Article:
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Figure 11. Comparison of the Cut Position (Layer) VS SSIM cut for different epochs of (i) Weedling and (ii) Plant Village dataset using (a) ResNet-50 and (b) 2-Conv-ResNet. The value in the legend of the chart indicate the training and testing accuracy of the model.

Next, in Figure 12, we compared the SSIM cut curves for the first epoch of ResNet-50, ResNet-50-10%, 2-Conv-ResNet, and 2-Conv-ResNet-10% models along with their cut value difference plots for the ResNet-50 and ResNet-50-10%. From Figures 8, 12, it is evident that shape and relative ordering of the SSIM-cut curves obtained at the first epoch (Figure 12) is consistent with the model's best epoch (Figure 8).

FIGURE 12
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Figure 12. Comparison of the Cut Position (Layer) VS SSIM cut curve for the ResNet-50, ResNet-50-10%, 2-Conv-ResNet, and 2-Conv-ResNet-10% models, and Cut Value Difference for the ResNet-50, ResNet-50-10% for different datasets at Epoch (1). The value in the legend of the chart indicate the training and testing accuracy of the model. (A) Weedling. (B) Plant village.

Since the empirical results show that the SSIM cut curve follows the same trend throughout the training of a CNN, we can choose the preferred model depth by examining the SSIM cut curves for various models at the beginning of their training. So, the SSIM cut curve of the feature map visualizations may help detect potential underfitting or overfitting in the CNN models and allow us to select a balanced model (RQ3).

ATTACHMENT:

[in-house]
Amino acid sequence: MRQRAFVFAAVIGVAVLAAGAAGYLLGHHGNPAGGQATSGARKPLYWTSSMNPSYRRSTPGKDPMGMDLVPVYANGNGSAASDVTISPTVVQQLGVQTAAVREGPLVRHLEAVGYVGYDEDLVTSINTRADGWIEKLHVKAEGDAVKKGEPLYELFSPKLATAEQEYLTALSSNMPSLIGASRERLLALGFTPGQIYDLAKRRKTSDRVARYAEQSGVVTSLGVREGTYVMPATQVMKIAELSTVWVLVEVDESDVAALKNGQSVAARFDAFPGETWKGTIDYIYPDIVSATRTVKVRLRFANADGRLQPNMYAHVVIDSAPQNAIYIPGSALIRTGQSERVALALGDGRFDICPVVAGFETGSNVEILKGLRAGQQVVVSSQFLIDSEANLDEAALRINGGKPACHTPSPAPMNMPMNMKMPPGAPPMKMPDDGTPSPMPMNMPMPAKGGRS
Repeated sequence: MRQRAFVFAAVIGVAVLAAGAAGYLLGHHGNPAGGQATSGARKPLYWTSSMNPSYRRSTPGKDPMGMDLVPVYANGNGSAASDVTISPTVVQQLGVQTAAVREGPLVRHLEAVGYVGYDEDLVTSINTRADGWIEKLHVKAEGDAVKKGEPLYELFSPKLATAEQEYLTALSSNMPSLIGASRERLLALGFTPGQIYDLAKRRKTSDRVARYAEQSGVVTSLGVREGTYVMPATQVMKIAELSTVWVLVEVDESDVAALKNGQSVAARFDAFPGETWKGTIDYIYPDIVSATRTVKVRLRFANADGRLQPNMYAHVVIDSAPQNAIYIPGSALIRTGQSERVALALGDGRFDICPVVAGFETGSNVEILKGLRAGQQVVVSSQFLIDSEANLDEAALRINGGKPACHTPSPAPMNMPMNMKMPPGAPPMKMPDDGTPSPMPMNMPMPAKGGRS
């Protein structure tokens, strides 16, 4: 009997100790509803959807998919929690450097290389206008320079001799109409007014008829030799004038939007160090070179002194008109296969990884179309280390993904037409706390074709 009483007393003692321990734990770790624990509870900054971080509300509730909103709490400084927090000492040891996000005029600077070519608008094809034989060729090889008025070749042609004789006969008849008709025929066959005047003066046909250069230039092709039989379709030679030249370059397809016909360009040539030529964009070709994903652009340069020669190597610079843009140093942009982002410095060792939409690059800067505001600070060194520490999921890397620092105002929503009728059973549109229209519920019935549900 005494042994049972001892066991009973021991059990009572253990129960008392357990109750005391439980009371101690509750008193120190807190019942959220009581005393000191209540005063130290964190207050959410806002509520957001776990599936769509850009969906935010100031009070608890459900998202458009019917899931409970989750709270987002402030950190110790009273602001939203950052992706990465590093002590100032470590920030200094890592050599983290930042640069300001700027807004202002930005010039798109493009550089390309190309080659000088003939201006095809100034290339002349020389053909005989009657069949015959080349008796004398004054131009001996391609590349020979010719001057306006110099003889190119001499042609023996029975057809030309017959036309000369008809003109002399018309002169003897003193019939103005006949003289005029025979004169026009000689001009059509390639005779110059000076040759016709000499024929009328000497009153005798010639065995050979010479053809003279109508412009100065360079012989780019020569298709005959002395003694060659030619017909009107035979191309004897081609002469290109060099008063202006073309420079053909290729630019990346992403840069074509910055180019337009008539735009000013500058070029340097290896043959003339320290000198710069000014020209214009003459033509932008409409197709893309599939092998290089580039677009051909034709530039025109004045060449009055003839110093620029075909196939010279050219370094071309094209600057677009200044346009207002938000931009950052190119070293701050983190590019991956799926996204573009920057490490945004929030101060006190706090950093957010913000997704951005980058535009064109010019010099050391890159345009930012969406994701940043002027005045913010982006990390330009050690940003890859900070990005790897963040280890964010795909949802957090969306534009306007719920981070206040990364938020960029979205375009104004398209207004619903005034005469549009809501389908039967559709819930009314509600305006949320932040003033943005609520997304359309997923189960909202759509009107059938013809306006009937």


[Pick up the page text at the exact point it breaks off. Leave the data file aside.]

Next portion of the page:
3.4. Early Stopping VS SSIM Cut Curve

There are several ways to avoid overfitting, and early stopping is one of them (Ying, 2019). Early stopping is a form of regularization that is used during training in iterative methods to select how long a model is going to be trained (Girosi et al., 1995; Prechelt, 1998). In early stopping, it is possible that the learning of the model is stopped before it is fully optimized (Caruana et al., 2000), which may prevent the model from making accurate predictions. Early stopping is insensitive to the capacity of the model. As a result, the training of the smaller models can be stopped before it is optimized (Caruana et al., 2000).

The advantage of the SSIM cut curve is that it helps select an optimized model. By looking at the SSIM cut of models of various depth, we propose the depth that is likely to provide better accuracy. For a fixed model, the shape of the SSIM cut curve remains similar whether we stop early or not (see Figures 6, 10). Therefore, we look at the SSIM cut curves of models built after the first epoch to expedite the process.

Note that early stopping may be used while training the model to expedite the model selection by generating SSIM cut curves. However, here we only used one training epoch to generate the curves. Once we select an appropriate model by examining the generated SSIM cut curves, we do not use any early stopping criteria on the selected model.

3.5. Summary